0.97

0.98

Trinucleate

0

26.27±0.65

104.38±6.26

238.1±12.70

5

26.49±0.71

97.71±6.30

223.73±11.12

10

22.49±0.57

87.71±5.20

201.72±10.50

25

18.22±0.44

79.51±4.43

176.95±8.18

50

5.64±0.34

67.4±3.45

121.95±7.00

75

4.85±0.34

67.68±3.95

90.95±8.88

100

3.82±0.27

55.48±2.86

66.70±5.52

r2

0.97

0.94

0.99

Tetranucleate

0

7.16±0.66

35.5±2.55

122.69±3.68

5

6.2±0.58

31.86±2.10

105.57±3.15

10

5.72±0.58

26.37±1.10

91.32±2.41

25

5.1±0.43

23.5±1.22

66.2±2.06

50

3.56±0.29

20.88±0.95

51.44±1.56

75

2.84±0.34

18.32±0.80

42.78±1.26

100

1.66±0.20

17.17±0.68

28.9±1.10

r2

0.98

0.92

0.96

 

 

Proliferative index (PI)

0

1.46

1.92

2.18

5

1.44

1.82

2.09

10

1.4

1.71

1.96

25

1.28

1.57

1.82

50

1.2

1.44

1.61

75

1.18

1.4

1.49

100

1.14

1.35

1.38

Table 3: Alteration in the cell proliferation kinetics of HeLa exposured of different concentrations of choloroform extract of Aphanamixis polystachya for 6 h.

APE = chloroform fraction of the stem bark of Aphanamixis polystachya ; SEM = standard error of the mean;
r2 = coefficient of correlation.
Proliferation kinetics (PI), a measure of cell division kinetics was calculated from the mean of at least 4000 cells/drug concentration using the formula:
PI = [(1x N) + (2x 2N) + (3x 3N) + (4x 4N)] ÷ 1000
N = mononucleated cells; 2N = binucleated cells; 3N = trinucleated cells; 4N = tetranucleated cells.

Figure 2: Effect of different treatment times on the survival of HeLa cells treated with different concentrations of chloroform extract of Aphanamixis polystachya (a) or doxorubicin (b) (used as positive control).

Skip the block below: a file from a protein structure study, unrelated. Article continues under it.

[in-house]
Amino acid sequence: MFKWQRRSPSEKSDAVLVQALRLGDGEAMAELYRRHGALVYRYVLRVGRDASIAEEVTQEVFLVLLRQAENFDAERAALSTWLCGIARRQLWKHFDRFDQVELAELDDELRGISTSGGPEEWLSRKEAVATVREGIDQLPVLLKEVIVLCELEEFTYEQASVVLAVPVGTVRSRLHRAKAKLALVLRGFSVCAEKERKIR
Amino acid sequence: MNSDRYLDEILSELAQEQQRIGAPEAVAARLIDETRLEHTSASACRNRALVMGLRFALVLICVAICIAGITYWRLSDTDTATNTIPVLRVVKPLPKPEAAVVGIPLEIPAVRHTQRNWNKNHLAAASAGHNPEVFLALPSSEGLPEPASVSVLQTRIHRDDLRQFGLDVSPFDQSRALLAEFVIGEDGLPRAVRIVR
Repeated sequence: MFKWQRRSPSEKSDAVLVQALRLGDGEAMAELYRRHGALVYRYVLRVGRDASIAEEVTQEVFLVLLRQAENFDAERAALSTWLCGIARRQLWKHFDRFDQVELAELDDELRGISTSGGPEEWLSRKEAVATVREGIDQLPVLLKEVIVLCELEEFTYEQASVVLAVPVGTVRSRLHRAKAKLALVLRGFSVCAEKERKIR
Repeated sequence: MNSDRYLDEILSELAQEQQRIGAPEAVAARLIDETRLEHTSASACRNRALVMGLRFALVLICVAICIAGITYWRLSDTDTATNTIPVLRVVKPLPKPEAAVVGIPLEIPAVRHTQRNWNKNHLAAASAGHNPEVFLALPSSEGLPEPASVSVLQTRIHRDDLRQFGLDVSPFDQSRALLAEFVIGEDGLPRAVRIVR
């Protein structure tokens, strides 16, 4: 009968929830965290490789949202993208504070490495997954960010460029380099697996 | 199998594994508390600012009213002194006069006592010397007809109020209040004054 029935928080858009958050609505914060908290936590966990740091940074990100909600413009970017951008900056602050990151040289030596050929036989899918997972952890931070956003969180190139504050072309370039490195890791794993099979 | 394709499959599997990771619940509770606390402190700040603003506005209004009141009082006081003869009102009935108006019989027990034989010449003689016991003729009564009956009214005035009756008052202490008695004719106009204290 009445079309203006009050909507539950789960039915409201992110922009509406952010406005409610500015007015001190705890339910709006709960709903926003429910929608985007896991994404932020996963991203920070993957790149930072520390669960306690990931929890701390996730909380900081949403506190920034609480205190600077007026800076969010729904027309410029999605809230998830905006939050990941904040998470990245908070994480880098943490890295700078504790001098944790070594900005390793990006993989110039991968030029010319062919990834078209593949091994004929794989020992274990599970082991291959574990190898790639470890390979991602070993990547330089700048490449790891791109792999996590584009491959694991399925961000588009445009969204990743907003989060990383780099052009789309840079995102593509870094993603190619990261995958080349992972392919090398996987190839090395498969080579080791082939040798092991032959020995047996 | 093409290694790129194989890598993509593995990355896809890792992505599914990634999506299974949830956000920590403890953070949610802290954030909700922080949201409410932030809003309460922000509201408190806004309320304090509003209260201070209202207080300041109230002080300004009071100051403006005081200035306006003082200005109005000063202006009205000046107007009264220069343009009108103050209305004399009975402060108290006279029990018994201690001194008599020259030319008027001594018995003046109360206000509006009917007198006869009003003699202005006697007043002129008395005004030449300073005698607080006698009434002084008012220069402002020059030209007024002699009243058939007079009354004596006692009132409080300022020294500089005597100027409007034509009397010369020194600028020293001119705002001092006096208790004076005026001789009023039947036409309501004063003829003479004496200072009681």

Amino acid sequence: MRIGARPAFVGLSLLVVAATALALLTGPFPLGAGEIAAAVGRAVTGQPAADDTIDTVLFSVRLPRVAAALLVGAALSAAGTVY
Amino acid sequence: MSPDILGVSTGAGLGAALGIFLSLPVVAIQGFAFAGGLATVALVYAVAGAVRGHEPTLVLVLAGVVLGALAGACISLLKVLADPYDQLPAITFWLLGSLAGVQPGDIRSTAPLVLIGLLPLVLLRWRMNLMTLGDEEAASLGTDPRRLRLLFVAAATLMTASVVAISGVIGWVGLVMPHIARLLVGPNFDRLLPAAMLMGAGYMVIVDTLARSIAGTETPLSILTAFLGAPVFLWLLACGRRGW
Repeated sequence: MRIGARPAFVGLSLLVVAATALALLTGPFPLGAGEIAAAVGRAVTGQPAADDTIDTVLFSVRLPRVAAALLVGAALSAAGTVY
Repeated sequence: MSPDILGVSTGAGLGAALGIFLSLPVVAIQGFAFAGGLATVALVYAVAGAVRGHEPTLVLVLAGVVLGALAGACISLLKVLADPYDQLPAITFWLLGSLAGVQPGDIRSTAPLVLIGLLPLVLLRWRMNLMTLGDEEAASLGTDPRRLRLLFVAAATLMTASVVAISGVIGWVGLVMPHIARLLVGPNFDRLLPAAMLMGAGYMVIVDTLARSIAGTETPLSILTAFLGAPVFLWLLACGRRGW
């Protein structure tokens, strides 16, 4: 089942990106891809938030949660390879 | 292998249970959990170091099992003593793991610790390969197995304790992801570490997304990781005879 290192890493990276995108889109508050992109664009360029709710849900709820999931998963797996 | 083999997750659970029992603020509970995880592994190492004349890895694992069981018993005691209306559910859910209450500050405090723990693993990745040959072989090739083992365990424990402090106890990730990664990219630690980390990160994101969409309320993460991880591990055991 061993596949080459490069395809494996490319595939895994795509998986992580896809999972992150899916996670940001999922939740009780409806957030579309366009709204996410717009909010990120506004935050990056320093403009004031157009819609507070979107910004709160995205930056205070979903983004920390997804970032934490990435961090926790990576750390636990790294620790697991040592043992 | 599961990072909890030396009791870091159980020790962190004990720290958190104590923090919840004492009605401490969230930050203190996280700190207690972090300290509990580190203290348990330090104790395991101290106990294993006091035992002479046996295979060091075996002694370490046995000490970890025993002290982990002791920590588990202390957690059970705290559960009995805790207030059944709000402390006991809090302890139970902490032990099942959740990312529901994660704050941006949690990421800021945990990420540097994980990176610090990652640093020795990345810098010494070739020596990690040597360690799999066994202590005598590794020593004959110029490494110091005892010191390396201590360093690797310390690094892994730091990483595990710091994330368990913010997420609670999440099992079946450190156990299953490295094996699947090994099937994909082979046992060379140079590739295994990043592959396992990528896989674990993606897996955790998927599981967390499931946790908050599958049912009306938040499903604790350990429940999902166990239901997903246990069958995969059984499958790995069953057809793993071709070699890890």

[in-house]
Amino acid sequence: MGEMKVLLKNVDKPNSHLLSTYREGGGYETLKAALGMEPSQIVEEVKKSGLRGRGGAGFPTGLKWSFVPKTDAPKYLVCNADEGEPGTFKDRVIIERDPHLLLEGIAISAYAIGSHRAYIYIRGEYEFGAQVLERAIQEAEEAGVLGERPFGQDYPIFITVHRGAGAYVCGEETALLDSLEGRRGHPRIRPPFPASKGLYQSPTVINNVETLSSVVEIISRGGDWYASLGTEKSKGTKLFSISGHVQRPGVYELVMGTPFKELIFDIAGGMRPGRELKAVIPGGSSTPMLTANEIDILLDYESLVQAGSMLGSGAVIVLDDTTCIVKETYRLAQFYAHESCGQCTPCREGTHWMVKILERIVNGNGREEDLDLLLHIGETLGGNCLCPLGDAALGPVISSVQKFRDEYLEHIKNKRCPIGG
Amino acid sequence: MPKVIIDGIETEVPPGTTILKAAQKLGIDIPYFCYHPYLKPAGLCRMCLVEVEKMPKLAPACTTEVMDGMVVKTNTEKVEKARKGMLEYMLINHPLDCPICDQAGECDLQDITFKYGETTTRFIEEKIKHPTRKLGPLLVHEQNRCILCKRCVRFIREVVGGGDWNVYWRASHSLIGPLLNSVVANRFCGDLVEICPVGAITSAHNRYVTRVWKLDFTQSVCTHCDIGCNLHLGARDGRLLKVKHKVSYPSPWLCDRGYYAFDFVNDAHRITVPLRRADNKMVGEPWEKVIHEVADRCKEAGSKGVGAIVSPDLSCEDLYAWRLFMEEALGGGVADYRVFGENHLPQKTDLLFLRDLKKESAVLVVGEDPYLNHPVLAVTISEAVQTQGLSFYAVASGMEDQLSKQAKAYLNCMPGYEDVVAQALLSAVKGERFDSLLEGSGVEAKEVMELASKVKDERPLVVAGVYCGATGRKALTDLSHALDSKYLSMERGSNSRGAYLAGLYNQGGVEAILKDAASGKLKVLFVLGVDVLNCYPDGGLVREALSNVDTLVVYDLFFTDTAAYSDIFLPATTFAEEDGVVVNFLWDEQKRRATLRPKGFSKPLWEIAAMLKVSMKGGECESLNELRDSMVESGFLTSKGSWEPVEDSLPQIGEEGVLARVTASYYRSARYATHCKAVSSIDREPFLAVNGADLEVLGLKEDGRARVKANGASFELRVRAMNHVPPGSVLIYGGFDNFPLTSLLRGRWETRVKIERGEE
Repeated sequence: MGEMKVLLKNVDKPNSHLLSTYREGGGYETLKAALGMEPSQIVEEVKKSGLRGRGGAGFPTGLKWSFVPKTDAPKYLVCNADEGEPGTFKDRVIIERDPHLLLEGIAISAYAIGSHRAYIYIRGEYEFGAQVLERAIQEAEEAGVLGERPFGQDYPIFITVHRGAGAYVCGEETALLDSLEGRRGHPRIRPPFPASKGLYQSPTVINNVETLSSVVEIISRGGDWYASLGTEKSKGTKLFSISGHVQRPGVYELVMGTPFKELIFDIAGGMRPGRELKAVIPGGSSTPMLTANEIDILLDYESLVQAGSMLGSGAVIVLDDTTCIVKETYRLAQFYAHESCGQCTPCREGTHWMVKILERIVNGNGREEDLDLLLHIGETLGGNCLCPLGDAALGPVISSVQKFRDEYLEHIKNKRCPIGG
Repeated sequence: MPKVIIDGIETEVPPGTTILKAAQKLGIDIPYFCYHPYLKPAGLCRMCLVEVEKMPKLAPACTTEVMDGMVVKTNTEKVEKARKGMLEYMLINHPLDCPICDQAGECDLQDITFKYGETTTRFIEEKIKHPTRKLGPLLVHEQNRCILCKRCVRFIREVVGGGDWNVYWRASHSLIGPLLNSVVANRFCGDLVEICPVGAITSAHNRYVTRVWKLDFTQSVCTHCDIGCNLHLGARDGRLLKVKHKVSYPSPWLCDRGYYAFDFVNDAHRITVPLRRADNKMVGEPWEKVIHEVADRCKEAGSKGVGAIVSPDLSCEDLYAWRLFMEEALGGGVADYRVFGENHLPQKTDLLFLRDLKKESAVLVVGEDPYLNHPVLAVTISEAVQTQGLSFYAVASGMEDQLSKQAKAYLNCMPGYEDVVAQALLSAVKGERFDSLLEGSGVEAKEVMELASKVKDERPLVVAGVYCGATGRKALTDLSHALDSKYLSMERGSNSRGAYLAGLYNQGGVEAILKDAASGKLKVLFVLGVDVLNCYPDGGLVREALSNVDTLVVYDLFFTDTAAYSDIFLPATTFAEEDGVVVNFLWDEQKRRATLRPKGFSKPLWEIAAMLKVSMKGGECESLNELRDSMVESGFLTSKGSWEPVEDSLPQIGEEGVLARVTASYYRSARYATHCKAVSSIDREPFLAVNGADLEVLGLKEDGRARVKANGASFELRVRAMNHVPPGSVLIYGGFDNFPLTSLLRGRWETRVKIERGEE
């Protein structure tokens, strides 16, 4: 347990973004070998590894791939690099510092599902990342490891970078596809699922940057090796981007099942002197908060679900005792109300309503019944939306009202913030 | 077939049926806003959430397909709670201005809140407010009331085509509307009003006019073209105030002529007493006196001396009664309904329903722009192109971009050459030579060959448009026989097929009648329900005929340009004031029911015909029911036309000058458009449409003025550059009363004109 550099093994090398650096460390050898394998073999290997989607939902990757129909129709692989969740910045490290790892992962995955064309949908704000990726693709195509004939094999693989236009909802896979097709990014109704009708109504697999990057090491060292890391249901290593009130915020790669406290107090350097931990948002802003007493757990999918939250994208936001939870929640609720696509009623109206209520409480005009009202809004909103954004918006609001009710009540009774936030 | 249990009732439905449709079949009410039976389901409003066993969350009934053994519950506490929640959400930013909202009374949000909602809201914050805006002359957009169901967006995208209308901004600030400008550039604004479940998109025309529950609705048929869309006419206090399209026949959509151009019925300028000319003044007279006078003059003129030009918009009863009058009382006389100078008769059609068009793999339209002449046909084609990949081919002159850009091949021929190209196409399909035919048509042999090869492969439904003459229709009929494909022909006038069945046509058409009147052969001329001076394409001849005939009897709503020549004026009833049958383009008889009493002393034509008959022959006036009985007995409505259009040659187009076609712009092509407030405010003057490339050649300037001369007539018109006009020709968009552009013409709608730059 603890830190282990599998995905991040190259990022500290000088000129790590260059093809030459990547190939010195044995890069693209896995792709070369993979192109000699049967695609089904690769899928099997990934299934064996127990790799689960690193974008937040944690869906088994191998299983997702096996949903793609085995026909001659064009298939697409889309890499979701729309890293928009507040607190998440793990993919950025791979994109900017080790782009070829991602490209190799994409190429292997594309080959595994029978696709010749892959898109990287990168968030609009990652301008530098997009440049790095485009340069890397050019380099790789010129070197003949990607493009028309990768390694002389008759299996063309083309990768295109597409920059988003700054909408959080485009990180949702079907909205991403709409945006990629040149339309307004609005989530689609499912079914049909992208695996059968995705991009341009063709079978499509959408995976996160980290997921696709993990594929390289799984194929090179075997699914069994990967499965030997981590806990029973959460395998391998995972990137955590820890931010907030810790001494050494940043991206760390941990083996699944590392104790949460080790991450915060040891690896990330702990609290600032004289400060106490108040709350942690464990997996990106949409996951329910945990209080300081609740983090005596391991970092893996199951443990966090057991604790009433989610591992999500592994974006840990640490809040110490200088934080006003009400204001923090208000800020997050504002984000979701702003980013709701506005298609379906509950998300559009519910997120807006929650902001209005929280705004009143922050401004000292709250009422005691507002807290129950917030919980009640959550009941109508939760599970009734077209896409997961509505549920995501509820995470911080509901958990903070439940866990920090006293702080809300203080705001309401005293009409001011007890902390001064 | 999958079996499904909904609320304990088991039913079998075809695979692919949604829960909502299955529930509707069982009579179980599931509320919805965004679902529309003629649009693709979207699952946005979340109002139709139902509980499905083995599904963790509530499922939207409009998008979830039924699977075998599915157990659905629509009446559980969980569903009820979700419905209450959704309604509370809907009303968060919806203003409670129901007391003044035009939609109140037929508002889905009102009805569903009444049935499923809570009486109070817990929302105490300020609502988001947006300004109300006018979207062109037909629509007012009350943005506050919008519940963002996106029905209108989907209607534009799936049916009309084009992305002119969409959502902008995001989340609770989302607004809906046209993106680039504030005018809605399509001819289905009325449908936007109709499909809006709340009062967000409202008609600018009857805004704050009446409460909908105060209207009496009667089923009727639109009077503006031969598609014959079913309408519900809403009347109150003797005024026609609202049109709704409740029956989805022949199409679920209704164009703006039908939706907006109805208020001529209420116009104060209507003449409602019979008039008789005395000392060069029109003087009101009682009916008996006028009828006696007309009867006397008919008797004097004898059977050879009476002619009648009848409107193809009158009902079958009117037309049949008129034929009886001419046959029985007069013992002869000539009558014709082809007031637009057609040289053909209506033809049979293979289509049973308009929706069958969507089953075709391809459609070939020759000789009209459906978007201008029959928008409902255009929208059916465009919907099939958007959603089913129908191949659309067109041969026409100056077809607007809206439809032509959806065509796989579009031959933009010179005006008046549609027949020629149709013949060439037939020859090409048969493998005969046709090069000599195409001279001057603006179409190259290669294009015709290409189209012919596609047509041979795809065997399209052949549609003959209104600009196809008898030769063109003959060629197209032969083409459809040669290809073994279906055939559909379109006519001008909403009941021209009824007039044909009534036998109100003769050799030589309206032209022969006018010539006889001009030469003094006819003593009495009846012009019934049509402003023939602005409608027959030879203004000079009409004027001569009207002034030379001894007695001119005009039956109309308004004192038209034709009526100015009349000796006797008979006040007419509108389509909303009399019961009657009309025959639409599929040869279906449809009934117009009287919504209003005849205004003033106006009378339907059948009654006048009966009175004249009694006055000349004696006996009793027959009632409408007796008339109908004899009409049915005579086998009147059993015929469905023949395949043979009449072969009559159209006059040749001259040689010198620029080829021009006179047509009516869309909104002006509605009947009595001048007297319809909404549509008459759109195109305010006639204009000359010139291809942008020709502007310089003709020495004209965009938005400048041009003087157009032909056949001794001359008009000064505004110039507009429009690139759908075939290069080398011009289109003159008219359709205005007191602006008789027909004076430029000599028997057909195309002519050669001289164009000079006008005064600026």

Evaluation of optimum treatment time for APE treatment

Pratt and Willis test: A maximum number of surviving cells (>99%) were observed in non-drug-treated control group. Treatment of HeLa cells with various concentrations of APE for 0, 1, 2, 4, 6, 8, 12, 16 or 24h caused a concentration dependent decline in the number of surviving cells. Similarly, viability of cells declined with the length of treatment time and a maximum reduction in cell viability was observed for 6 h treatment (Figure 1). Thereafter, the difference between 6 h (p<0.005) and other longer treatment times was statistically non-significant (Table 1). However, the effect of treatment time on cell viability was significantly different up to 4 h in comparison with 6 h APE treatment (Table 1). The inhibitory concentration (IC50) of APE was found to be 25µg/ml for 6h exposure time. Exposure of doxorubicin to HeLa cells also inhibited the viability of cells in a concentration-dependent fashion (Figure 1) akin to APE treatment, except that the highest effect was observed for 10µg/ml of doxorubicin after 4 h drug exposure (Table 1).